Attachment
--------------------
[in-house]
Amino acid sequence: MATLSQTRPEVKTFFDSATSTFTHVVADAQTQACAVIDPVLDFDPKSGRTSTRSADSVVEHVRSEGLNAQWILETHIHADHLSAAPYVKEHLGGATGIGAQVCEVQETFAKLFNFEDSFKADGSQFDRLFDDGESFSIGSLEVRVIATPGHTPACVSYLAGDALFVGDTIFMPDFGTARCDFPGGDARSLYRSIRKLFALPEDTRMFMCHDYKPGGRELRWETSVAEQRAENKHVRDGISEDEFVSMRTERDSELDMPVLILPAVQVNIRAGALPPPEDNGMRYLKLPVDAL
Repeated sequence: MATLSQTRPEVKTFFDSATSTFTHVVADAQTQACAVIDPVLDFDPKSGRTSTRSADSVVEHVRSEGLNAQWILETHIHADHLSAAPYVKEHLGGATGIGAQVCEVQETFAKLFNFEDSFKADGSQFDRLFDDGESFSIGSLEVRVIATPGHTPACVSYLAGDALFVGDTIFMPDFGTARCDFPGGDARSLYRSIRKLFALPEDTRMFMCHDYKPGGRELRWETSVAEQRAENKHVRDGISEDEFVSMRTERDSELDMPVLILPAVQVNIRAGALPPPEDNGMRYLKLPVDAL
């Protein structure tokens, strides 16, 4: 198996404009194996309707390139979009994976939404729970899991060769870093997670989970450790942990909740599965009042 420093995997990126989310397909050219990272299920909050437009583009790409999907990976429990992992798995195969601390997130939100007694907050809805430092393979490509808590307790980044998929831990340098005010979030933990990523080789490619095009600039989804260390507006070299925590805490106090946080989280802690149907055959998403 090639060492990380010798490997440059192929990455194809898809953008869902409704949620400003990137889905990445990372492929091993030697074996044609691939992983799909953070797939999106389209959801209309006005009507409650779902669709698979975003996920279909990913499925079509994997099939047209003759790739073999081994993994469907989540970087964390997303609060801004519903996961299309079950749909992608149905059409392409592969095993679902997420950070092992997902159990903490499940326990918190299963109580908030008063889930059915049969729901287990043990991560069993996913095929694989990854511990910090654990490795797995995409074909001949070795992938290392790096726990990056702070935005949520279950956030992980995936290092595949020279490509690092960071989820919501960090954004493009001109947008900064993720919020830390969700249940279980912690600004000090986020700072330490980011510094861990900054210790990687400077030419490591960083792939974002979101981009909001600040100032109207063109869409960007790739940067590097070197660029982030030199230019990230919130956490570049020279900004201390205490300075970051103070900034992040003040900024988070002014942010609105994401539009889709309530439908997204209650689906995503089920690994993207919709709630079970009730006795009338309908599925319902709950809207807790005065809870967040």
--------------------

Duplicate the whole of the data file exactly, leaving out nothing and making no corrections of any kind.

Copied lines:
[in-house]
Amino acid sequence: MATLSQTRPEVKTFFDSATSTFTHVVADAQTQACAVIDPVLDFDPKSGRTSTRSADSVVEHVRSEGLNAQWILETHIHADHLSAAPYVKEHLGGATGIGAQVCEVQETFAKLFNFEDSFKADGSQFDRLFDDGESFSIGSLEVRVIATPGHTPACVSYLAGDALFVGDTIFMPDFGTARCDFPGGDARSLYRSIRKLFALPEDTRMFMCHDYKPGGRELRWETSVAEQRAENKHVRDGISEDEFVSMRTERDSELDMPVLILPAVQVNIRAGALPPPEDNGMRYLKLPVDAL
Repeated sequence: MATLSQTRPEVKTFFDSATSTFTHVVADAQTQACAVIDPVLDFDPKSGRTSTRSADSVVEHVRSEGLNAQWILETHIHADHLSAAPYVKEHLGGATGIGAQVCEVQETFAKLFNFEDSFKADGSQFDRLFDDGESFSIGSLEVRVIATPGHTPACVSYLAGDALFVGDTIFMPDFGTARCDFPGGDARSLYRSIRKLFALPEDTRMFMCHDYKPGGRELRWETSVAEQRAENKHVRDGISEDEFVSMRTERDSELDMPVLILPAVQVNIRAGALPPPEDNGMRYLKLPVDAL
């Protein structure tokens, strides 16, 4: 198996404009194996309707390139979009994976939404729970899991060769870093997670989970450790942990909740599965009042 420093995997990126989310397909050219990272299920909050437009583009790409999907990976429990992992798995195969601390997130939100007694907050809805430092393979490509808590307790980044998929831990340098005010979030933990990523080789490619095009600039989804260390507006070299925590805490106090946080989280802690149907055959998403 090639060492990380010798490997440059192929990455194809898809953008869902409704949620400003990137889905990445990372492929091993030697074996044609691939992983799909953070797939999106389209959801209309006005009507409650779902669709698979975003996920279909990913499925079509994997099939047209003759790739073999081994993994469907989540970087964390997303609060801004519903996961299309079950749909992608149905059409392409592969095993679902997420950070092992997902159990903490499940326990918190299963109580908030008063889930059915049969729901287990043990991560069993996913095929694989990854511990910090654990490795797995995409074909001949070795992938290392790096726990990056702070935005949520279950956030992980995936290092595949020279490509690092960071989820919501960090954004493009001109947008900064993720919020830390969700249940279980912690600004000090986020700072330490980011510094861990900054210790990687400077030419490591960083792939974002979101981009909001600040100032109207063109869409960007790739940067590097070197660029982030030199230019990230919130956490570049020279900004201390205490300075970051103070900034992040003040900024988070002014942010609105994401539009889709309530439908997204209650689906995503089920690994993207919709709630079970009730006795009338309908599925319902709950809207807790005065809870967040």